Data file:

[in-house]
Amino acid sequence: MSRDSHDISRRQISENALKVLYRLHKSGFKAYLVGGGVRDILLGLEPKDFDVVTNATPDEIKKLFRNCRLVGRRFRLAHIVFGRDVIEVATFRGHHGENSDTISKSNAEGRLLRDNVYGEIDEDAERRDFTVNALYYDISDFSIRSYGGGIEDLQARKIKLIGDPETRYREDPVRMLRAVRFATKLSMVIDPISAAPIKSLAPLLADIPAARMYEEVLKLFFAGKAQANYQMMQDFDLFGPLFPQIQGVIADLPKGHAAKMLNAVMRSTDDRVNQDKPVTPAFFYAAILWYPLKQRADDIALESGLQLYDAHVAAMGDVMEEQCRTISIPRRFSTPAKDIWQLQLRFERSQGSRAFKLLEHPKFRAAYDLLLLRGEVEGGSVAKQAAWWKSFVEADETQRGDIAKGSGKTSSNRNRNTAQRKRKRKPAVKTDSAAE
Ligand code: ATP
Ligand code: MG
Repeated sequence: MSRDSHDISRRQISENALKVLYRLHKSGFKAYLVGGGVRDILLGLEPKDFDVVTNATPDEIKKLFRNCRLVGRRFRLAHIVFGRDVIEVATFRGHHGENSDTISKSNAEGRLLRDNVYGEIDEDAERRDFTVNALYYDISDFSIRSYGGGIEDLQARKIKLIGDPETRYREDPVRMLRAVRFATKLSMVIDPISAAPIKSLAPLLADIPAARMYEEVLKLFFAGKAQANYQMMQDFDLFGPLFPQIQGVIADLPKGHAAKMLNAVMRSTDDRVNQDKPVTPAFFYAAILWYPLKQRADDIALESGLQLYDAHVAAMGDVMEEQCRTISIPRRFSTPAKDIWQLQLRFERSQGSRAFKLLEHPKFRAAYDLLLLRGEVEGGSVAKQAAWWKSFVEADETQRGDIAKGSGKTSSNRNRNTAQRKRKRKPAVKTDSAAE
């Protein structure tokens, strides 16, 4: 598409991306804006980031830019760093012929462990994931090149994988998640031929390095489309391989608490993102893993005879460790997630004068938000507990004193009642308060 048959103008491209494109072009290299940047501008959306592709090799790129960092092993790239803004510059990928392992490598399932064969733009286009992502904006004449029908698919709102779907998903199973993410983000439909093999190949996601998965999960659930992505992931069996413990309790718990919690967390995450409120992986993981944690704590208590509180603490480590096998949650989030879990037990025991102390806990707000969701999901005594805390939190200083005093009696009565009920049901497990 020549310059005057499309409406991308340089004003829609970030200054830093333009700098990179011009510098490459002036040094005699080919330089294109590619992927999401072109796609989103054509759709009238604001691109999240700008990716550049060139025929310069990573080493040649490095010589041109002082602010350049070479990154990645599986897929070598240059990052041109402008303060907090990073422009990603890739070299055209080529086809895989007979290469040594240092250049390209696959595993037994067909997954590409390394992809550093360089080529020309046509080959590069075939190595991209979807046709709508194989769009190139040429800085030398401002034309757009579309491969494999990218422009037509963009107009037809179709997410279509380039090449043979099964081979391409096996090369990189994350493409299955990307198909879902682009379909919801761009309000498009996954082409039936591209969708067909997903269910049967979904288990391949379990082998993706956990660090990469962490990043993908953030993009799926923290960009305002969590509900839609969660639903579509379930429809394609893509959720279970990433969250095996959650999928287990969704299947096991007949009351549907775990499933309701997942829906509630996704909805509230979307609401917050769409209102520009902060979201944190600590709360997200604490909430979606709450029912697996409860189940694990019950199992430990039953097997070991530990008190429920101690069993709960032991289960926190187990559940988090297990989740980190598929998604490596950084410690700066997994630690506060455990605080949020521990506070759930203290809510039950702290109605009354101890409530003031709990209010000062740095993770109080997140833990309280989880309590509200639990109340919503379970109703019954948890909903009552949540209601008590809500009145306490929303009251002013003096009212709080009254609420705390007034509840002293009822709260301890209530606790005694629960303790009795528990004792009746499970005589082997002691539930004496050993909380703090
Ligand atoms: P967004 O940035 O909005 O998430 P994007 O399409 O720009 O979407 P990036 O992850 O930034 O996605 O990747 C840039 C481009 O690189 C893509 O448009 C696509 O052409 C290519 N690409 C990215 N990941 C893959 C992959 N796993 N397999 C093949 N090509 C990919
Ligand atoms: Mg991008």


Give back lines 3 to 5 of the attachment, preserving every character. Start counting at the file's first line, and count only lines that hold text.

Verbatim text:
Ligand code: ATP
Ligand code: MG
Repeated sequence: MSRDSHDISRRQISENALKVLYRLHKSGFKAYLVGGGVRDILLGLEPKDFDVVTNATPDEIKKLFRNCRLVGRRFRLAHIVFGRDVIEVATFRGHHGENSDTISKSNAEGRLLRDNVYGEIDEDAERRDFTVNALYYDISDFSIRSYGGGIEDLQARKIKLIGDPETRYREDPVRMLRAVRFATKLSMVIDPISAAPIKSLAPLLADIPAARMYEEVLKLFFAGKAQANYQMMQDFDLFGPLFPQIQGVIADLPKGHAAKMLNAVMRSTDDRVNQDKPVTPAFFYAAILWYPLKQRADDIALESGLQLYDAHVAAMGDVMEEQCRTISIPRRFSTPAKDIWQLQLRFERSQGSRAFKLLEHPKFRAAYDLLLLRGEVEGGSVAKQAAWWKSFVEADETQRGDIAKGSGKTSSNRNRNTAQRKRKRKPAVKTDSAAE